Then there was this tragic tale of a fun community tradition that the CoJCoL-dS latched onto like a parasite — and ultimately ruined.
Since the CoJCoL-dS appears to be contracting, let’s visit the world of the formerly-Mormon!
Sara will be chronicling her post-Mormon journey. Dad’s Primal Scream is still working on reclaiming honesty. Zelph’s Samantha Shelley explained five things she wishes she’d known before leaving Mormonism, as well as a fun exmo gift guide. And check out this profile of NZ Prime Minister Jacinda Ardern.
Hey folks — apologies for the salacious title, but wow — the latest from Mormon Leaks is quite a shocker! Audio of an interview in which a former president of the MTC admits to having a special basement office for very special interviews with Sister Missionaries who report to him!
Check out these responses:
- The Exponent has done a whole #MormonMeToo movement — in which women recount personal stories of receiving unwanted sexual advances and explicit discussions from their leaders, often in the context of “worthiness” interviews.
- The Mormon Therapist posted one as well.
- The Mormon Happy Hour Podcast provided tough discussion or two.
- The Infants on Thrones have done some podcasts on the subject, featuring Matt Long — who, through his experience as a Sex Crimes Prosecutor has some expertise on how to keep kids safe.
- Mormon Discussions posted a list of really eye-opening questions — and a podcast full of discussion — about the cover-up.
- And, hey, maybe always having exclusively men in positions of power over women is a big part of the cause of the problem…? And the whole idea of “worthiness interviews” is another big part.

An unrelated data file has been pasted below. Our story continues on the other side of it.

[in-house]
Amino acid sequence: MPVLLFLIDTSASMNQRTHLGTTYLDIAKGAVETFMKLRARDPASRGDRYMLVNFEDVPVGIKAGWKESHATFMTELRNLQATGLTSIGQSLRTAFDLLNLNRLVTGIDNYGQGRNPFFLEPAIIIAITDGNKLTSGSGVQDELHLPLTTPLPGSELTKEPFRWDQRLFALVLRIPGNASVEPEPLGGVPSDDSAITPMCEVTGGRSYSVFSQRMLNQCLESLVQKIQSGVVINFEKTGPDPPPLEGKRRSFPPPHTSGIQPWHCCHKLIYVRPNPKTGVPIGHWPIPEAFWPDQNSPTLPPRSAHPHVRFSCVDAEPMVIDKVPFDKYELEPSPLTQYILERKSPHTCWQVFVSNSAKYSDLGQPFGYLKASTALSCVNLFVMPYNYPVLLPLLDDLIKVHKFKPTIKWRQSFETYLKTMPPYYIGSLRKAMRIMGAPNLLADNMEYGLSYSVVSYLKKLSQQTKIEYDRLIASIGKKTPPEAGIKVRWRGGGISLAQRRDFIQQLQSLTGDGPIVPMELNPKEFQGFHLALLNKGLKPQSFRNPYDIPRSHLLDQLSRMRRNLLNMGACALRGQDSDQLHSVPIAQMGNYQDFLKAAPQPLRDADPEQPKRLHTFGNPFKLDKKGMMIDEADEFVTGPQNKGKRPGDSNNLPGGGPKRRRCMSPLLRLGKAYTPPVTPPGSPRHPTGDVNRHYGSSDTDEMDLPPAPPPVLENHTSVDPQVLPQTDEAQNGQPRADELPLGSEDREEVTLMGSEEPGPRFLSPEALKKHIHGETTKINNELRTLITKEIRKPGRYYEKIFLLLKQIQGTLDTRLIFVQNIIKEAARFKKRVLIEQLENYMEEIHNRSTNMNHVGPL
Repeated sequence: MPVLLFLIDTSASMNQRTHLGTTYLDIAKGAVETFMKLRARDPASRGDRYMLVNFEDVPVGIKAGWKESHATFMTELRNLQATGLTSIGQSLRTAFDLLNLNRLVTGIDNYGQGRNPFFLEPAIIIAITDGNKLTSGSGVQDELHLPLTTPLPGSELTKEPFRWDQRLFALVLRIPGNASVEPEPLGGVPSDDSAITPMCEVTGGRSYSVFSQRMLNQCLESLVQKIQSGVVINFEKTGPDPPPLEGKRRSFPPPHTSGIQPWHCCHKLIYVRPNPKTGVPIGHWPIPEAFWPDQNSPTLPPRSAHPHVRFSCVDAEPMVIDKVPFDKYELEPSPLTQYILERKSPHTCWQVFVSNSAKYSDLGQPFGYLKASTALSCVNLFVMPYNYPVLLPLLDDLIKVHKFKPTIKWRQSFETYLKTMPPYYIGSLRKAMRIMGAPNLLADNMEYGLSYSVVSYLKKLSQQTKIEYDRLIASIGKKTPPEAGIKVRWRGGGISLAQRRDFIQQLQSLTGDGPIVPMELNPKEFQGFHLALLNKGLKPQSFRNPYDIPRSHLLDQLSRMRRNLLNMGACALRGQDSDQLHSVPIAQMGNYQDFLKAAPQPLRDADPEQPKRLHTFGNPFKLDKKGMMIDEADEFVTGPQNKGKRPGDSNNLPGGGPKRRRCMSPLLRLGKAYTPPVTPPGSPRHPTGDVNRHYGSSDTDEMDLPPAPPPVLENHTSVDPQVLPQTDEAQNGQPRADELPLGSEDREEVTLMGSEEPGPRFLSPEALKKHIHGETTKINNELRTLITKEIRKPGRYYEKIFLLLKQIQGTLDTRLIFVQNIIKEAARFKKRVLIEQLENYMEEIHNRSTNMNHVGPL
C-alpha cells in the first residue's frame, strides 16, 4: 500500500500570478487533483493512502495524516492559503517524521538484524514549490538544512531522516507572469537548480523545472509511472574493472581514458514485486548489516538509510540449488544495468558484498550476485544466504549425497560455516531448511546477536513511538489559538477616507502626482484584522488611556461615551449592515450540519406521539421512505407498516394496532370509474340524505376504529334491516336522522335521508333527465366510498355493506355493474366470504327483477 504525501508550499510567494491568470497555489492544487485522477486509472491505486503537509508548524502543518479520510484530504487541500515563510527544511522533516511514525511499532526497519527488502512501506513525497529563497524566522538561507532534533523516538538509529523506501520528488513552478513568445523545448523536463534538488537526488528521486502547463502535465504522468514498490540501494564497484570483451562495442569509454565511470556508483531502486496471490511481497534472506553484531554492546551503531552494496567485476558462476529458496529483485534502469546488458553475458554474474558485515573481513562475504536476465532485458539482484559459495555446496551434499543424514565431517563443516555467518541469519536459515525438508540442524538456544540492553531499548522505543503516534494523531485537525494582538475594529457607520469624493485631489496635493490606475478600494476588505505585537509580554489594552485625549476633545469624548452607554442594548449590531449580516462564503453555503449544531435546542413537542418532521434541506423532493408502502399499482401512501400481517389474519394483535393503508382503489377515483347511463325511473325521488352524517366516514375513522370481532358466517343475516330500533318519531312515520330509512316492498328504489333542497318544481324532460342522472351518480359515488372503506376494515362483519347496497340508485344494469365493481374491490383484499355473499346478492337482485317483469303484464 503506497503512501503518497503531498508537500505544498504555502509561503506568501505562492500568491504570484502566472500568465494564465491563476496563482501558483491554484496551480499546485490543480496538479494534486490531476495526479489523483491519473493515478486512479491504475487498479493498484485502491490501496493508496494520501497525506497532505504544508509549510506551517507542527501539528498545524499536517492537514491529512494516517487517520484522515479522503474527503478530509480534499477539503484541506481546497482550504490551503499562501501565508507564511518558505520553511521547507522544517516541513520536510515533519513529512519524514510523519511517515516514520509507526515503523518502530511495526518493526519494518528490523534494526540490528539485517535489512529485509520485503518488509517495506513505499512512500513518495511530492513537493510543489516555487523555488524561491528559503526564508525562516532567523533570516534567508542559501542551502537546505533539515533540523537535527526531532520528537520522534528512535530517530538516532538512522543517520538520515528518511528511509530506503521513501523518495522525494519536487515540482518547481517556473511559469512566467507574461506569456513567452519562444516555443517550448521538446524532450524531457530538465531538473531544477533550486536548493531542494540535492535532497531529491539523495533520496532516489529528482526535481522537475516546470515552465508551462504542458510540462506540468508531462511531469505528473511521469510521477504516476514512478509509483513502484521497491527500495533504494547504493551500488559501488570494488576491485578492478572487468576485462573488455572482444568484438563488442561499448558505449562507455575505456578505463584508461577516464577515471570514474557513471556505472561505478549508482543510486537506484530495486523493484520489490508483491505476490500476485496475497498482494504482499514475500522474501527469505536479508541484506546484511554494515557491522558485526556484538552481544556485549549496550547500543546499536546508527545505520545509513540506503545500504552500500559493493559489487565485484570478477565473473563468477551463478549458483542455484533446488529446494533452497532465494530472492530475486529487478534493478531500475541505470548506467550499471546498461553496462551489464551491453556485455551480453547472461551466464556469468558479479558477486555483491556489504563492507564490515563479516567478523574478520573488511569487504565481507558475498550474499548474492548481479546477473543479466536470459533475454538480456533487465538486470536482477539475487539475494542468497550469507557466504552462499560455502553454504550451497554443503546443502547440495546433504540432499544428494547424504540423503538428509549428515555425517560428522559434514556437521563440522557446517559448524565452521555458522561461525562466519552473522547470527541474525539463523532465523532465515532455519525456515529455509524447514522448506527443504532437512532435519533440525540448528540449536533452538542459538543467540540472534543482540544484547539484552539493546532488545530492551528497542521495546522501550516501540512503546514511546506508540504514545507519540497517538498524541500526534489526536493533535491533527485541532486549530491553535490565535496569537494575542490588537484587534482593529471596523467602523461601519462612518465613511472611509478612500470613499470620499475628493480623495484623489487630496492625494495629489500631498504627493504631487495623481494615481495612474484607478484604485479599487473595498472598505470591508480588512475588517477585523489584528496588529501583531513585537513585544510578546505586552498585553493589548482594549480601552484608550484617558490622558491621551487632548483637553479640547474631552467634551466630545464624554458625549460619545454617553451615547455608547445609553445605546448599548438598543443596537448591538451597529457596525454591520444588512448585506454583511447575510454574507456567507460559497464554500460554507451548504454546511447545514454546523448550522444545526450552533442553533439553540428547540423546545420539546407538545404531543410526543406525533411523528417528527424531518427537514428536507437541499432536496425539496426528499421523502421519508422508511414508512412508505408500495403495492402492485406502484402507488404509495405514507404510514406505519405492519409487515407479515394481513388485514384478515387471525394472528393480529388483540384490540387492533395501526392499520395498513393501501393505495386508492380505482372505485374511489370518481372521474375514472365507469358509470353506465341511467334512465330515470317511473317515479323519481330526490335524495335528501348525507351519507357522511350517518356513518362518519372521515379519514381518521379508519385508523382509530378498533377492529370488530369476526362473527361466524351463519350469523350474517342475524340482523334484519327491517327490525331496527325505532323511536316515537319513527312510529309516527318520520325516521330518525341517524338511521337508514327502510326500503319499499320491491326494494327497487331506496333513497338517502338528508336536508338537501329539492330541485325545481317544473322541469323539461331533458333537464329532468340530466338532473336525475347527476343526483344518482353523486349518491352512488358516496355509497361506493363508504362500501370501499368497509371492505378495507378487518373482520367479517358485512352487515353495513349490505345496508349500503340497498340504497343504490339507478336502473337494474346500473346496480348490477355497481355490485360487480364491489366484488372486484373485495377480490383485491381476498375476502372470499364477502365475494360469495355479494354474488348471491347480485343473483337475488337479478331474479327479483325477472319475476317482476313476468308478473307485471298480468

“It sends a message to that individual person, but to everyone else, that if you come forward we are going to dig through your past we’re going to dig through your experiences who you are your very identity,” Bitton said.
It’s natural to be outraged when hearing of the church’s response, but their actions are hardly surprising. Further punishing rape victims for being harlots hasn’t even gone out of style yet in mainstream society.
As I discussed recently, the CoJCoL-dS uses polarization as a standard strategy. Those who were molested (and those who believe them) mistrust the church’s claims of having a trustworthy leadership hierarchy with the “power of discernment” — so the CoJCoL-dS throws them out violently and casts them as villains. That’s what retains the confidence of their target audience: the people who think the CoJCoL-dS is perfect, hence anyone who claims to have been harmed by it must be the minions of Satan, working to tear down the church. If that polarization tears your family apart, then T.S. for your family, as far as the church is concerned.